Humans have evolved to look at eyes and gaze and to read minute details as part of their ability to form community. Most of this is done quite unconsciously. Much of a leader’s power to influence comes from their ability to use their eye movements appropriately. Some of that is genetic, innate and automatic (pupil dilation). Some is unconsciously learned – and this feels intuitive and innate even though it is not.

Then the observer notices the leader’s movements, occupation of space and the management of space between themselves and those in their physical presence. The leader enjoys more personal freedom of space than his followers and takes more liberty entering other people’s space, which they allow him to do.

They will then hear the leader expressing himself clearly and demonstrating a clear grasp of the issues facing the group he leads. He will frequently do this by asking questions that show his understanding and direct his followers’ attention to significant matters. It is the role of the leader to express, direct and extend his group.

Most of all the observer will notice that the leader’s posture, gaze, behaviour, tone, pace and intonation are consonant with each other, with the group and their common context. They are thus mutually self-reinforcing. They demonstrate the leader’s awareness of himself and of the situation and self-confidence that he and the group can handle the situation well. It is this confluence that inspires people and that enables you to see in a few seconds that he has “got it”.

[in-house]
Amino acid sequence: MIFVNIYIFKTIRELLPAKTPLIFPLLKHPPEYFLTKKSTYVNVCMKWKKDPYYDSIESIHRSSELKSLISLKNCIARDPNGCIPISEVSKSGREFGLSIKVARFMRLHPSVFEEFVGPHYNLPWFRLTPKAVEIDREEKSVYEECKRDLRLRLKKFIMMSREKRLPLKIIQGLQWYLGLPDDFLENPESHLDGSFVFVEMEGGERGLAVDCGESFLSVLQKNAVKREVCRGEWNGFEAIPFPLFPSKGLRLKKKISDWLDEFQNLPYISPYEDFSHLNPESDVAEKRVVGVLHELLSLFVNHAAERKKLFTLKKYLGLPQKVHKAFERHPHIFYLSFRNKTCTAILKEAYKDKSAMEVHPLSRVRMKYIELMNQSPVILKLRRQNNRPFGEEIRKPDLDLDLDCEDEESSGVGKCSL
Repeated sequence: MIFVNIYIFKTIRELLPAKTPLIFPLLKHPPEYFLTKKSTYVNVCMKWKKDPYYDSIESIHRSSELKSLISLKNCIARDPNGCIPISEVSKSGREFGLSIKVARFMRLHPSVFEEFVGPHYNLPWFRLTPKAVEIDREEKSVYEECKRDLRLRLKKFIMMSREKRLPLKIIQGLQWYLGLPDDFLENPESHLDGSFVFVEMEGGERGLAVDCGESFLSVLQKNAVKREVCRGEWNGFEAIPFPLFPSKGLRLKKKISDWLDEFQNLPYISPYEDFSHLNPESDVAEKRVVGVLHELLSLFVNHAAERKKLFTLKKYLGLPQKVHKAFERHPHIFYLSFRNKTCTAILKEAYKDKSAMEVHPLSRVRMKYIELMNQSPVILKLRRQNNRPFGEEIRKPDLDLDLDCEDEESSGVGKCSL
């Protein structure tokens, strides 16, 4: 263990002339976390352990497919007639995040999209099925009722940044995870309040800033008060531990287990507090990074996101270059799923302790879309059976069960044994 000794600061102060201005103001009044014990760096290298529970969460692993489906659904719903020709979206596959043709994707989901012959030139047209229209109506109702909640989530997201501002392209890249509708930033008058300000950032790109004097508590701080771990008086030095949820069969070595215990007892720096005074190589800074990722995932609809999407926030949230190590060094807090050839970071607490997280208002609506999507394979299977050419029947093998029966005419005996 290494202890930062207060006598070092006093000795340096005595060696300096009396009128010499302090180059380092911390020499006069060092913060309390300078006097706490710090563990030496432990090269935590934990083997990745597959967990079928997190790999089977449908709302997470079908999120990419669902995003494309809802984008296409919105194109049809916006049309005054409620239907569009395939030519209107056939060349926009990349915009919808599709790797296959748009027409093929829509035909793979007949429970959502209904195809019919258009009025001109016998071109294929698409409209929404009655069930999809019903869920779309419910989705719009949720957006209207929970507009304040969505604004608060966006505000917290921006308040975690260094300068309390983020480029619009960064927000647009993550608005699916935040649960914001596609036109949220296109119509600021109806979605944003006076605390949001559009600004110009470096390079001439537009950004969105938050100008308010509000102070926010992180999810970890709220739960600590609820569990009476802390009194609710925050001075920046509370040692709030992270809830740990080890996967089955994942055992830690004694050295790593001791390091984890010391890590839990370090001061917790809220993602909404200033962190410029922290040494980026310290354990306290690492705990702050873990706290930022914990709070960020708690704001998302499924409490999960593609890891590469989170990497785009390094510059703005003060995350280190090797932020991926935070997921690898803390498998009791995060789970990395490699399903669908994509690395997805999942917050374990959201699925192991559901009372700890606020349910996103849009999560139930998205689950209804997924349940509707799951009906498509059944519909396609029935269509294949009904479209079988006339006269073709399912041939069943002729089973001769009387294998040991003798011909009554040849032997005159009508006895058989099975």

Wow. And lest we forget, a leader ain’t much good without a few followers. John Schonegevel reminds us:

Fascinating stuff. But before we get too carried away by first impressions, let’s remind ourselves that it takes at least two people; every leader needs at least one follower! So there is much more to the dynamic. And every subsequent interaction also has an impact. I suggest that too often we miss out on the importance of ‘consistency’ as a key leadership quality.

Some interesting answers to the question. And as always we’d love to hear from you. How do you know that someone’s got it – in the first few seconds? Is She or Isn’t She?

photo c/o Auntie P

Love Song

“Just for you, here’s a love song, and it makes me glad to say it’s been a lovely day and it’s OK”